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FDA Approves Shorter Intervals For Moderna Booster Shots

BALTIMORE (WJZ) -- The U.S. Food and Drug Administration has amended the emergency use authorization for Moderna booster shots.

Now, people who are 18 years old or older can get a Moderna booster shot every five months. Previously, the FDA had recommended that those who have been vaccinated receive booster shots every six months.

The shorter booster shot window allows people to remain protected from COVID-19 during a time period when hospitalizations are on the rise due to the Omicron variant.

Maryland's COVID-19 hospitalizations surpassed 3,000 as of late Monday. The following morning, Gov. Larry Hogan declared a state of emergency to combat the public health crisis.

"The country is in the middle of a wave of the highly contagious omicron variant, which spreads more rapidly than the original SARS-CoV-2 virus and other variants that have emerged," Dr. Peter Marks, the director of the FDA's Center for Biologics Evaluation and Research, said. "Vaccination is our best defense against COVID-19, including the circulating variants, and shortening the length of time between completion of a primary series and a booster dose may help reduce waning immunity."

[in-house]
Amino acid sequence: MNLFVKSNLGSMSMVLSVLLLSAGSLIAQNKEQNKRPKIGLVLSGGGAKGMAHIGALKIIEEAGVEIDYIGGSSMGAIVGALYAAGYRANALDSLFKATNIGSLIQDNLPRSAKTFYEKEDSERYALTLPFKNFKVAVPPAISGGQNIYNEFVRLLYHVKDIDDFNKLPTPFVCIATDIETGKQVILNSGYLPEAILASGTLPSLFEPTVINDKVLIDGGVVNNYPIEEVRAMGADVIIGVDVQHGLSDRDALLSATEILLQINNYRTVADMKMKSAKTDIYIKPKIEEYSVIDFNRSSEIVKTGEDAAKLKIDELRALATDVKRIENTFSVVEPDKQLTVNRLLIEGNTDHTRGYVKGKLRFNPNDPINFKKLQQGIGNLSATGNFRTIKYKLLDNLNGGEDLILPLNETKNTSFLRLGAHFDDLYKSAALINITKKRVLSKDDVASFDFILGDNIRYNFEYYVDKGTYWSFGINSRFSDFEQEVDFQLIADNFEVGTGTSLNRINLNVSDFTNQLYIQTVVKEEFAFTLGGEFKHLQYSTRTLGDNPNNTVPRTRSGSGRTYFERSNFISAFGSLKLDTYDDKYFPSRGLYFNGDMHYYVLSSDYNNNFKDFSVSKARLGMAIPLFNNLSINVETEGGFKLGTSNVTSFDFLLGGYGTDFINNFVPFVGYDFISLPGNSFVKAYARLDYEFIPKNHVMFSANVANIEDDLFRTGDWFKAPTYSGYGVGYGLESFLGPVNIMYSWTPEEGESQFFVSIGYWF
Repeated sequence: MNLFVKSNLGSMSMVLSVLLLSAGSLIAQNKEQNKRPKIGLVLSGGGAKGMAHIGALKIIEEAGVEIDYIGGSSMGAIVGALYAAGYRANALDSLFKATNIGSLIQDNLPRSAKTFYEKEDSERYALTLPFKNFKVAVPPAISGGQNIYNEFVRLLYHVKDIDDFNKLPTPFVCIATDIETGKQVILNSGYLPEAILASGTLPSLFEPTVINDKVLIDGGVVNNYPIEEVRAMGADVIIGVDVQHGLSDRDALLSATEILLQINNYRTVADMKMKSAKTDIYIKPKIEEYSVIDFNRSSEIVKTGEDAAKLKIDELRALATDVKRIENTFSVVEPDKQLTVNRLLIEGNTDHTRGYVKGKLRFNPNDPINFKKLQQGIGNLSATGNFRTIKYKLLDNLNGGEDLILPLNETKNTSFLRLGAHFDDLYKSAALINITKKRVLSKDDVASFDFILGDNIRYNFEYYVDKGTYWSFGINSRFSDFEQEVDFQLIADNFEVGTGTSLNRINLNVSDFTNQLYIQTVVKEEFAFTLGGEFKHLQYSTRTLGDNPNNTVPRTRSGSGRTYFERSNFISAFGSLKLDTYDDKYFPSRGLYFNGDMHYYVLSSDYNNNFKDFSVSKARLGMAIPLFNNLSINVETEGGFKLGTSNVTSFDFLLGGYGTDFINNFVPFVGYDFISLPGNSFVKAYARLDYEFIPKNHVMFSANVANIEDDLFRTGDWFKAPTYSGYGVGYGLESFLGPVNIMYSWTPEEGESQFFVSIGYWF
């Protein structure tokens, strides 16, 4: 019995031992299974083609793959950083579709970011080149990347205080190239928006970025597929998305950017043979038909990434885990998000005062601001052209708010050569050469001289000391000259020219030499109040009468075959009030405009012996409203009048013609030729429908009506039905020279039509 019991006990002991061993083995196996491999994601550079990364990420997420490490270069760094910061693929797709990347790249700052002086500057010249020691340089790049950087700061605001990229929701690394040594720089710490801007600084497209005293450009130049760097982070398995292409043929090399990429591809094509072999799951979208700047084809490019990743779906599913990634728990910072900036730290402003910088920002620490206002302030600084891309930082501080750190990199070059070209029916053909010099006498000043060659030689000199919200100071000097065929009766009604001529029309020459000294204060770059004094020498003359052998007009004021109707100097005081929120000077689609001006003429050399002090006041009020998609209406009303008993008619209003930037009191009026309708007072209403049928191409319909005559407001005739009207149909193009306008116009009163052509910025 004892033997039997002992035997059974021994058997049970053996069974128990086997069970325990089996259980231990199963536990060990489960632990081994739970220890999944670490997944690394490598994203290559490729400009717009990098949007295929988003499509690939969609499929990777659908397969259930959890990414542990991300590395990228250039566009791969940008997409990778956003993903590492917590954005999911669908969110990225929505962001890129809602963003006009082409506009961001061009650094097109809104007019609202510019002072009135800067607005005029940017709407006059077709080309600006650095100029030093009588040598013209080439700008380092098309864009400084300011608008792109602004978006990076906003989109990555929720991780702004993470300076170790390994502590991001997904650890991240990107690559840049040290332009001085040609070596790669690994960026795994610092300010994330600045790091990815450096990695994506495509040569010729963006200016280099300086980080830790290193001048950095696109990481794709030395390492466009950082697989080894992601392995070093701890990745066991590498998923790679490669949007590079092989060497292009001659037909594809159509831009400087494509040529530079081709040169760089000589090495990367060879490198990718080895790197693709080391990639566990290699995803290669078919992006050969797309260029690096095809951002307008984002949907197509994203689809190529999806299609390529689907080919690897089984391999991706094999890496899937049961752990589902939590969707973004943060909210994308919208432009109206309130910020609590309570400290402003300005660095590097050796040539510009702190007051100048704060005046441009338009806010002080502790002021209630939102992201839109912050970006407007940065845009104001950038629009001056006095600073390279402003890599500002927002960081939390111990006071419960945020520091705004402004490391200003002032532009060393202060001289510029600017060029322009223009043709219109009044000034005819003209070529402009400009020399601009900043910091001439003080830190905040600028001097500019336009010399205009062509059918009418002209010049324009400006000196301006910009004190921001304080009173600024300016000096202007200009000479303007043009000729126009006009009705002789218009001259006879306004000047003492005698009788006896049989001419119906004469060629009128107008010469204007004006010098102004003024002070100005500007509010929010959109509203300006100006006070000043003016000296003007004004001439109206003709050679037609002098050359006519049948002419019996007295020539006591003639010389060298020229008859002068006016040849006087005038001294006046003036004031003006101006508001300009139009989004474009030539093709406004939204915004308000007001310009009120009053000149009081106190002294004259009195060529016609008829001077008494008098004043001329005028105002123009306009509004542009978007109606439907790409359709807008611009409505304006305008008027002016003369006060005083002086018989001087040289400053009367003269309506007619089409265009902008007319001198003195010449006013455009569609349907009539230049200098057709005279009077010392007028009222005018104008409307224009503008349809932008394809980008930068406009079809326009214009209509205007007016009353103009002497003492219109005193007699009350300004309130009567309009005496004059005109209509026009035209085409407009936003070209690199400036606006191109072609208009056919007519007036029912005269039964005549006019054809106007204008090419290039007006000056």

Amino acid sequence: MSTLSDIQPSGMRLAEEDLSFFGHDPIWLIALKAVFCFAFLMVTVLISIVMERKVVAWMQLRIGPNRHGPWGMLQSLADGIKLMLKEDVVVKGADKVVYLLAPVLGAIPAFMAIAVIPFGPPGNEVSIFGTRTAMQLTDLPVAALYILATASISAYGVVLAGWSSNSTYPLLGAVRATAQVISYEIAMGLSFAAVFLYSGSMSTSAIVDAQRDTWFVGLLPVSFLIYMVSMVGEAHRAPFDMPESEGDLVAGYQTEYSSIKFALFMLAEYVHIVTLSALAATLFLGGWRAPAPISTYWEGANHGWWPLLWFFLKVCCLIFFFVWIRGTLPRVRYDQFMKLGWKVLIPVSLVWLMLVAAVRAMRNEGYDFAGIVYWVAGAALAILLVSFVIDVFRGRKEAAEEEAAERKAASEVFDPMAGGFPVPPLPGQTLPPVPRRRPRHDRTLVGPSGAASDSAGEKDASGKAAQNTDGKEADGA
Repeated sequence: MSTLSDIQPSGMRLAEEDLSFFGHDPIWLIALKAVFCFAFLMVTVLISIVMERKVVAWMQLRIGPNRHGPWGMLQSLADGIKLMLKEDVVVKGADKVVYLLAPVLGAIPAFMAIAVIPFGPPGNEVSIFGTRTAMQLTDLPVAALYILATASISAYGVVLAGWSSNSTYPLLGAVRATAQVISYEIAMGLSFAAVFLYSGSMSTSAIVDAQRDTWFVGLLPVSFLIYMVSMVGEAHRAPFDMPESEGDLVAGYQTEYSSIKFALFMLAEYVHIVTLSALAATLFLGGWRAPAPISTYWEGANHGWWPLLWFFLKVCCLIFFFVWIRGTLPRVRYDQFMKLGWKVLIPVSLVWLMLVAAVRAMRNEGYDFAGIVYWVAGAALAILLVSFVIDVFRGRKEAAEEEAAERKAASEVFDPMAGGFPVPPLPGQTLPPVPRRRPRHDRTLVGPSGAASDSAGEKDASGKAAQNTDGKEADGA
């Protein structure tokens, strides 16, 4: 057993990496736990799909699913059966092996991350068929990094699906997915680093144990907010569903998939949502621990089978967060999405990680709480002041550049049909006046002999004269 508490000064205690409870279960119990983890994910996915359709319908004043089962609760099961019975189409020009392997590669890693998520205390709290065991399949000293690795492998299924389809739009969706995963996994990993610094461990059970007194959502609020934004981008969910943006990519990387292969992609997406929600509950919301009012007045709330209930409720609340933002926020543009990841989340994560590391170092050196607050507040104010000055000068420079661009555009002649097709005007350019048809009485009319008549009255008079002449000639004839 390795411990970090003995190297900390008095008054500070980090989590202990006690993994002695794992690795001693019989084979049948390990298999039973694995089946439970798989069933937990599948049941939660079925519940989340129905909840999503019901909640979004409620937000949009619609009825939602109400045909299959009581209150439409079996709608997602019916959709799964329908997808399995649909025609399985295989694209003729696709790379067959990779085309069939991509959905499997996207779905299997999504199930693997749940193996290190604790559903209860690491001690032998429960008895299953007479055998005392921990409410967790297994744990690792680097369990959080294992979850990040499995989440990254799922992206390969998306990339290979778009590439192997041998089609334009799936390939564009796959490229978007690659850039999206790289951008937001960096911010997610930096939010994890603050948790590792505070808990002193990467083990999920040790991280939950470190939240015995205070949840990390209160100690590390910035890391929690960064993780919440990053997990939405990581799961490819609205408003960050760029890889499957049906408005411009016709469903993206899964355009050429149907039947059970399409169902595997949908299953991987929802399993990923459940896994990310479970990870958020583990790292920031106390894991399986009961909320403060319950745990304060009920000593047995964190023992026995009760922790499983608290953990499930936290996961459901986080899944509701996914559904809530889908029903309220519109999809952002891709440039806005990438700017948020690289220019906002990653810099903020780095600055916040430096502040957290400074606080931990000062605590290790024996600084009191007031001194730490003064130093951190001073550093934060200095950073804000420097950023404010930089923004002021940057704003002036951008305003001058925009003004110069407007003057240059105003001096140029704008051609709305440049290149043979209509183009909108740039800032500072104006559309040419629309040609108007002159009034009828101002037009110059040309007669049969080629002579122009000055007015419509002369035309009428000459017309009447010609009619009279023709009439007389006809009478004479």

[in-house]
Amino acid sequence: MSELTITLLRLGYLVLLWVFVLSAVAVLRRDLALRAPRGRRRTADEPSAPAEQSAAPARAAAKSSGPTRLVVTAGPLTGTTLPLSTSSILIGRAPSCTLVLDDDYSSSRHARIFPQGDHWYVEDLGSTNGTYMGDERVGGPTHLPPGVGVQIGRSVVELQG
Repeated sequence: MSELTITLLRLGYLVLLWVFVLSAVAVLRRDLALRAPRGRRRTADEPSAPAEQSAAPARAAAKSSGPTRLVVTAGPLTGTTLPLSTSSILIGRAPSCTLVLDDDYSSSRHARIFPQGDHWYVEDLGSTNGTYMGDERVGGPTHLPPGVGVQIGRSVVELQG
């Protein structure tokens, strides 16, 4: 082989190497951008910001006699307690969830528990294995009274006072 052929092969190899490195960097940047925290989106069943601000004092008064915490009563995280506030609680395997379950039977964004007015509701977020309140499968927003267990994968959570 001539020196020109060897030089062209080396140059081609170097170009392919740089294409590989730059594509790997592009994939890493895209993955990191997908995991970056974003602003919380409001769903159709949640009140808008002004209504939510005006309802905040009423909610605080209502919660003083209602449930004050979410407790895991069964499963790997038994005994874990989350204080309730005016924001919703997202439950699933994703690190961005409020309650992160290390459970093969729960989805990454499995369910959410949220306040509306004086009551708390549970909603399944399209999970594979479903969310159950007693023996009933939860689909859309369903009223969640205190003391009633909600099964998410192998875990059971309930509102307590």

The FDA noted that people who receive the Moderna booster shot might experience side effects such as pain, redness and swelling at the injection site. Fatigue, headache, muscle pain, joint pain, and chills are common side effects too, according to the press statement.

The rising number of COVID-19 cases in Maryland prompted Hogan to sign a pair of executive orders early in the week. The first order empowered the Maryland Department of Health to regulate hospital staffing and resources. The second order activated 1,000 Maryland National Guard members to shore up the state's EMS ranks.

By Wednesday, Hogan had announced that the state would open an additional 20 COVID-19 testing clinics near hospital sites. Ten of those centers will be operational by the end of next week, he said.

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